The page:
Interventional radiology (IR) is a medical sub-specialty of radiology utilizing minimally-invasive image-guided procedures to diagnose and treat diseases in nearly every organ system. Using X-rays, CT, ultrasound, MRI, and other imaging modalities, interventional radiologists obtain images which are then used to direct interventional instruments throughout the body. These procedures have less risk, less pain and less recovery time in comparison to open surgery. Many conditions that once required open surgery can now be treated non-surgically by interventional radiologists. By minimizing the physical trauma to the patient, non-surgical interventions can reduce infection rates and recovery time, as well as shorten hospital stays.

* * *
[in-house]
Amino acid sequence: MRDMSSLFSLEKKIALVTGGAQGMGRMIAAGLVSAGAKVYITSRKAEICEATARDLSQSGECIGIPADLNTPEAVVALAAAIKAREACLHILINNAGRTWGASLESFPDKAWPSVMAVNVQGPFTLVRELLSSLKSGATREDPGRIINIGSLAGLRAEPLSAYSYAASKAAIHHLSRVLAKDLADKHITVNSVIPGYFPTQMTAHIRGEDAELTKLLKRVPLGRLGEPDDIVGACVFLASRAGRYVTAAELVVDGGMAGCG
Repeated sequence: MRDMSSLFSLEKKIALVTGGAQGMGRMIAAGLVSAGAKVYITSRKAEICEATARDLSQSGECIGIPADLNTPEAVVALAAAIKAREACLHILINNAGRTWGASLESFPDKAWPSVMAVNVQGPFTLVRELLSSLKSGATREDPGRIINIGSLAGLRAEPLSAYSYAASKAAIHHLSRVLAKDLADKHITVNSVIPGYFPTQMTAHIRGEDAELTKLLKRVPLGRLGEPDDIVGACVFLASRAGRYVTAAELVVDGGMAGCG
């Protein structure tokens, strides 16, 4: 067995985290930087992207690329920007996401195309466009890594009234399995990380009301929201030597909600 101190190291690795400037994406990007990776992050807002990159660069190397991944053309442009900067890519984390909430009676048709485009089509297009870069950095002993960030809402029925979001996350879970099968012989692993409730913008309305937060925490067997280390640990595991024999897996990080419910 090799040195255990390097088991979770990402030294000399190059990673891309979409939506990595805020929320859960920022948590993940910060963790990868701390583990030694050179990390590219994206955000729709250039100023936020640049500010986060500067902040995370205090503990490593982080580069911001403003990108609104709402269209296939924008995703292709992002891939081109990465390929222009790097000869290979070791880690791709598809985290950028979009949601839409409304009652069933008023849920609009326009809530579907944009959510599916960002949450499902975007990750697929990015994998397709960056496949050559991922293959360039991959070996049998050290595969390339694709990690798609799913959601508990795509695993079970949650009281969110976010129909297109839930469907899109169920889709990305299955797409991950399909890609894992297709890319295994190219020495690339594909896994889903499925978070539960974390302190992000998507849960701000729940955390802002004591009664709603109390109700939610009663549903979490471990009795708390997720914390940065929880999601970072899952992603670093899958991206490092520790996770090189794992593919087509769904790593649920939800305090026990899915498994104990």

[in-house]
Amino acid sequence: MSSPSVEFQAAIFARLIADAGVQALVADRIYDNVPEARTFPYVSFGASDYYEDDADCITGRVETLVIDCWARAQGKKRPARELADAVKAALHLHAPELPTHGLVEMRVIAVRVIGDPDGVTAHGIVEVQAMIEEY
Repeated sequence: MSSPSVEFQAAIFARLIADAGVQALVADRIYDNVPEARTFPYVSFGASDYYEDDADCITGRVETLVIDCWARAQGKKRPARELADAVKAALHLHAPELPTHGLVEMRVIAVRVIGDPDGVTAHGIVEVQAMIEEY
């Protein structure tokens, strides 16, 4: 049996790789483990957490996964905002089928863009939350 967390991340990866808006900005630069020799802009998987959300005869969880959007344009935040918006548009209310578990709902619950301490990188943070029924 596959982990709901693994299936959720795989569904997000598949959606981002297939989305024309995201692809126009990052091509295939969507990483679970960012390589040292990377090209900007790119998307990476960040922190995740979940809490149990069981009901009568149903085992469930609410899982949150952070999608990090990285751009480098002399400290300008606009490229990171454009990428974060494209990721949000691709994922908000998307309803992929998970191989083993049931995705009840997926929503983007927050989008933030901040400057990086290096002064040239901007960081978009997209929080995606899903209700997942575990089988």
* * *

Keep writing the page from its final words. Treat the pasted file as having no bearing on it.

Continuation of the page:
IR procedures are usually performed using needles and narrow tubes called catheters, rather than by making large incisions into the body as in traditional surgery. The general basic tools of IR are needles, sheaths, catheters, and wires, however a large subset of highly specialized tools within, and outside of, these basic categories exist. Specialized devices exist to destroy tumors (ablation probes), treat diseased blood vessels (stents and atherectomy devices), stop bleeds (embolics and coils), stop blood clot migration (IVC filters, distal embolization protection devices), etc.
The range of diseases and organs amenable to image-guided therapeutic and diagnostic procedures are extensive and constantly evolving and include, but are not limited to, diseases and elements of the vascular, gastrointestinal, hepatobiliary, genitourinary, pulmonary, musculoskeletal, and the central nervous system.
Conditions treated include: